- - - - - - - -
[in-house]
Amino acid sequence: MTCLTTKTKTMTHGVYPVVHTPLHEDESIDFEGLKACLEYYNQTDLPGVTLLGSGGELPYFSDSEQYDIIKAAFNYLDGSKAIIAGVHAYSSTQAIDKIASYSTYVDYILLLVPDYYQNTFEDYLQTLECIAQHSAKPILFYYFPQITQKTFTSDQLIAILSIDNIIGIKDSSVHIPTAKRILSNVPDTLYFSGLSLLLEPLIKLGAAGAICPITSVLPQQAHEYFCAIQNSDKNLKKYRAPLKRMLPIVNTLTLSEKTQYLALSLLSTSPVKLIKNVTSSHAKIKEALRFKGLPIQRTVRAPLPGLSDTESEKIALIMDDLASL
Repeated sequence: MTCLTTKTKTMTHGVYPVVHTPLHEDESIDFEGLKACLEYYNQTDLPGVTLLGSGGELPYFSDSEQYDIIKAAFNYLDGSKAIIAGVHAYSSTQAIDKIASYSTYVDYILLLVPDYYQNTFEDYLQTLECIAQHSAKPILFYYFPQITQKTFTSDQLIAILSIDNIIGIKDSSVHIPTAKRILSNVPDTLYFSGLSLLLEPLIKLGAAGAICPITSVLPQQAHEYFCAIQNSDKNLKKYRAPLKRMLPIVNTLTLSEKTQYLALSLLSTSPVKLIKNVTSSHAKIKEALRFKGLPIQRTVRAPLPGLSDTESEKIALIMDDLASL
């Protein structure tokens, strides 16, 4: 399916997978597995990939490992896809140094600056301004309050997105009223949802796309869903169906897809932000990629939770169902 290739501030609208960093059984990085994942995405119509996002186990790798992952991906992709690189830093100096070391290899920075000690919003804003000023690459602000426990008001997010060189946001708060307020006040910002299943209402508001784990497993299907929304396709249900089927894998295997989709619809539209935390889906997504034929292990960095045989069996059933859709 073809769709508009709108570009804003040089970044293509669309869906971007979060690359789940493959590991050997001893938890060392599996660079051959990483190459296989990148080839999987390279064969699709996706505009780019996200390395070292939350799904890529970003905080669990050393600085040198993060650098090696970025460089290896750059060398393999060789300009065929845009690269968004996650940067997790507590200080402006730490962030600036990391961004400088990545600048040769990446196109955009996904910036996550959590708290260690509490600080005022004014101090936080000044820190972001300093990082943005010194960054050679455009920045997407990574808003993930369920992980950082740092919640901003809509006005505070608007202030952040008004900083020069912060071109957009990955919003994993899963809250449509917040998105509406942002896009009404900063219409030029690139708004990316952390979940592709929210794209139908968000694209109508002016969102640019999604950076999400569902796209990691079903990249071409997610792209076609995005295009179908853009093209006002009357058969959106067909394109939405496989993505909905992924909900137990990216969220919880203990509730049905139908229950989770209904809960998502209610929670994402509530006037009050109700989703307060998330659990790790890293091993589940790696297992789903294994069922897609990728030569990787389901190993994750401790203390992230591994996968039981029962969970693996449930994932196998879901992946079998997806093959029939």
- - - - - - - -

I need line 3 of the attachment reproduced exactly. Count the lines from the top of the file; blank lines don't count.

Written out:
Repeated sequence: MTCLTTKTKTMTHGVYPVVHTPLHEDESIDFEGLKACLEYYNQTDLPGVTLLGSGGELPYFSDSEQYDIIKAAFNYLDGSKAIIAGVHAYSSTQAIDKIASYSTYVDYILLLVPDYYQNTFEDYLQTLECIAQHSAKPILFYYFPQITQKTFTSDQLIAILSIDNIIGIKDSSVHIPTAKRILSNVPDTLYFSGLSLLLEPLIKLGAAGAICPITSVLPQQAHEYFCAIQNSDKNLKKYRAPLKRMLPIVNTLTLSEKTQYLALSLLSTSPVKLIKNVTSSHAKIKEALRFKGLPIQRTVRAPLPGLSDTESEKIALIMDDLASL